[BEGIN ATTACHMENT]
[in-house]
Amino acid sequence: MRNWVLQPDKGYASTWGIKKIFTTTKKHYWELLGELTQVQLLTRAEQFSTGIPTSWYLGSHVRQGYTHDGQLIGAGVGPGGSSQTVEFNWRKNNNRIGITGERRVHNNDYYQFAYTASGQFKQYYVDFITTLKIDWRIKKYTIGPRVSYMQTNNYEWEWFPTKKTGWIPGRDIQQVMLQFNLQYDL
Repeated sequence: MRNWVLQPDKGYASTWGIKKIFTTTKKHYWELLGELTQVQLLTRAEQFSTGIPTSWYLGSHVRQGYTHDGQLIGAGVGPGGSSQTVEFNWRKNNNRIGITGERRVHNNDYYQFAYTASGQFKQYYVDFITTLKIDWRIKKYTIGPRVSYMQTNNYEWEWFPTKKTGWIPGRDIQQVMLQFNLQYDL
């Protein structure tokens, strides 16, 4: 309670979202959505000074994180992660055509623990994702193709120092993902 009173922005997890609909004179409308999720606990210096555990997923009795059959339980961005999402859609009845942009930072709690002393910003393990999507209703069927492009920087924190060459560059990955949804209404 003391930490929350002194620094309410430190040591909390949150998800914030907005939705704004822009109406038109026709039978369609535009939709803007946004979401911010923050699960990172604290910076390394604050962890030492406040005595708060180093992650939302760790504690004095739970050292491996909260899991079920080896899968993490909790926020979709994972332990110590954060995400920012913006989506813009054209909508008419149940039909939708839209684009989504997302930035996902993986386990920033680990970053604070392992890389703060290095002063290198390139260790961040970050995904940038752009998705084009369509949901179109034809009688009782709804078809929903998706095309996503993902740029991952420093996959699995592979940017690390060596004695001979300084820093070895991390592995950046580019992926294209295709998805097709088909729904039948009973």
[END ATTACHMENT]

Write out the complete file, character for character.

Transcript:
[in-house]
Amino acid sequence: MRNWVLQPDKGYASTWGIKKIFTTTKKHYWELLGELTQVQLLTRAEQFSTGIPTSWYLGSHVRQGYTHDGQLIGAGVGPGGSSQTVEFNWRKNNNRIGITGERRVHNNDYYQFAYTASGQFKQYYVDFITTLKIDWRIKKYTIGPRVSYMQTNNYEWEWFPTKKTGWIPGRDIQQVMLQFNLQYDL
Repeated sequence: MRNWVLQPDKGYASTWGIKKIFTTTKKHYWELLGELTQVQLLTRAEQFSTGIPTSWYLGSHVRQGYTHDGQLIGAGVGPGGSSQTVEFNWRKNNNRIGITGERRVHNNDYYQFAYTASGQFKQYYVDFITTLKIDWRIKKYTIGPRVSYMQTNNYEWEWFPTKKTGWIPGRDIQQVMLQFNLQYDL
């Protein structure tokens, strides 16, 4: 309670979202959505000074994180992660055509623990994702193709120092993902 009173922005997890609909004179409308999720606990210096555990997923009795059959339980961005999402859609009845942009930072709690002393910003393990999507209703069927492009920087924190060459560059990955949804209404 003391930490929350002194620094309410430190040591909390949150998800914030907005939705704004822009109406038109026709039978369609535009939709803007946004979401911010923050699960990172604290910076390394604050962890030492406040005595708060180093992650939302760790504690004095739970050292491996909260899991079920080896899968993490909790926020979709994972332990110590954060995400920012913006989506813009054209909508008419149940039909939708839209684009989504997302930035996902993986386990920033680990970053604070392992890389703060290095002063290198390139260790961040970050995904940038752009998705084009369509949901179109034809009688009782709804078809929903998706095309996503993902740029991952420093996959699995592979940017690390060596004695001979300084820093070895991390592995950046580019992926294209295709998805097709088909729904039948009973």